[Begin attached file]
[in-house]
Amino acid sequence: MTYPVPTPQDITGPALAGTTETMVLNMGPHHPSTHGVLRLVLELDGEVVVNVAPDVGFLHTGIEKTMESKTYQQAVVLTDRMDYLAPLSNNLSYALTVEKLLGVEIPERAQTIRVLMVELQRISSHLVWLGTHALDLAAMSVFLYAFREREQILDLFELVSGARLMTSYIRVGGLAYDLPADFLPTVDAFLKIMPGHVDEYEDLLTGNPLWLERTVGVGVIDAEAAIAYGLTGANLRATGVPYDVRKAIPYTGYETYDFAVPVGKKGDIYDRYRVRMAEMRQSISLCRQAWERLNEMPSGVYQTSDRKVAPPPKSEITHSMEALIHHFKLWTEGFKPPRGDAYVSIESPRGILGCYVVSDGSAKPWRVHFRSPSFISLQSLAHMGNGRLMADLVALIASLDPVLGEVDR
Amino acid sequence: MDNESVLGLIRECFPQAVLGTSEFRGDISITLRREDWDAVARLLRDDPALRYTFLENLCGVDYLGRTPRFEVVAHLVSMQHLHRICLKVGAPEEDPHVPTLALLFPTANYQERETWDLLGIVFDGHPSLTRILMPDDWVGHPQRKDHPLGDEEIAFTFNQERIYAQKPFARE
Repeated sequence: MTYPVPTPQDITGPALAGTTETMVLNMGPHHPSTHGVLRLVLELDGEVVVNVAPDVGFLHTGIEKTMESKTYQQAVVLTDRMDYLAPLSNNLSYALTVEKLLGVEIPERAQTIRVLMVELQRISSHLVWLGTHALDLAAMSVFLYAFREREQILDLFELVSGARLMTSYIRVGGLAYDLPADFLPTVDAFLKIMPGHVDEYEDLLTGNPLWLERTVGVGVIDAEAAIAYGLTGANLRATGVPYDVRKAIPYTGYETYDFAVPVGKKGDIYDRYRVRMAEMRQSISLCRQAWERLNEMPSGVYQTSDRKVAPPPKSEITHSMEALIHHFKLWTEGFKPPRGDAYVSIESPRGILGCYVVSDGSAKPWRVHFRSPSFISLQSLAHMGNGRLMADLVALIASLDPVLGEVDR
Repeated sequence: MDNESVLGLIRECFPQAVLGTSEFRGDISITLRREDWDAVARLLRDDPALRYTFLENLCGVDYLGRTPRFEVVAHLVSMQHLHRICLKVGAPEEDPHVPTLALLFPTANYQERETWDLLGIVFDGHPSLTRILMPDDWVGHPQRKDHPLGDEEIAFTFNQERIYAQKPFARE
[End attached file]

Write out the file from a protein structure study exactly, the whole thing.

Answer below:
[in-house]
Amino acid sequence: MTYPVPTPQDITGPALAGTTETMVLNMGPHHPSTHGVLRLVLELDGEVVVNVAPDVGFLHTGIEKTMESKTYQQAVVLTDRMDYLAPLSNNLSYALTVEKLLGVEIPERAQTIRVLMVELQRISSHLVWLGTHALDLAAMSVFLYAFREREQILDLFELVSGARLMTSYIRVGGLAYDLPADFLPTVDAFLKIMPGHVDEYEDLLTGNPLWLERTVGVGVIDAEAAIAYGLTGANLRATGVPYDVRKAIPYTGYETYDFAVPVGKKGDIYDRYRVRMAEMRQSISLCRQAWERLNEMPSGVYQTSDRKVAPPPKSEITHSMEALIHHFKLWTEGFKPPRGDAYVSIESPRGILGCYVVSDGSAKPWRVHFRSPSFISLQSLAHMGNGRLMADLVALIASLDPVLGEVDR
Amino acid sequence: MDNESVLGLIRECFPQAVLGTSEFRGDISITLRREDWDAVARLLRDDPALRYTFLENLCGVDYLGRTPRFEVVAHLVSMQHLHRICLKVGAPEEDPHVPTLALLFPTANYQERETWDLLGIVFDGHPSLTRILMPDDWVGHPQRKDHPLGDEEIAFTFNQERIYAQKPFARE
Repeated sequence: MTYPVPTPQDITGPALAGTTETMVLNMGPHHPSTHGVLRLVLELDGEVVVNVAPDVGFLHTGIEKTMESKTYQQAVVLTDRMDYLAPLSNNLSYALTVEKLLGVEIPERAQTIRVLMVELQRISSHLVWLGTHALDLAAMSVFLYAFREREQILDLFELVSGARLMTSYIRVGGLAYDLPADFLPTVDAFLKIMPGHVDEYEDLLTGNPLWLERTVGVGVIDAEAAIAYGLTGANLRATGVPYDVRKAIPYTGYETYDFAVPVGKKGDIYDRYRVRMAEMRQSISLCRQAWERLNEMPSGVYQTSDRKVAPPPKSEITHSMEALIHHFKLWTEGFKPPRGDAYVSIESPRGILGCYVVSDGSAKPWRVHFRSPSFISLQSLAHMGNGRLMADLVALIASLDPVLGEVDR
Repeated sequence: MDNESVLGLIRECFPQAVLGTSEFRGDISITLRREDWDAVARLLRDDPALRYTFLENLCGVDYLGRTPRFEVVAHLVSMQHLHRICLKVGAPEEDPHVPTLALLFPTANYQERETWDLLGIVFDGHPSLTRILMPDDWVGHPQRKDHPLGDEEIAFTFNQERIYAQKPFARE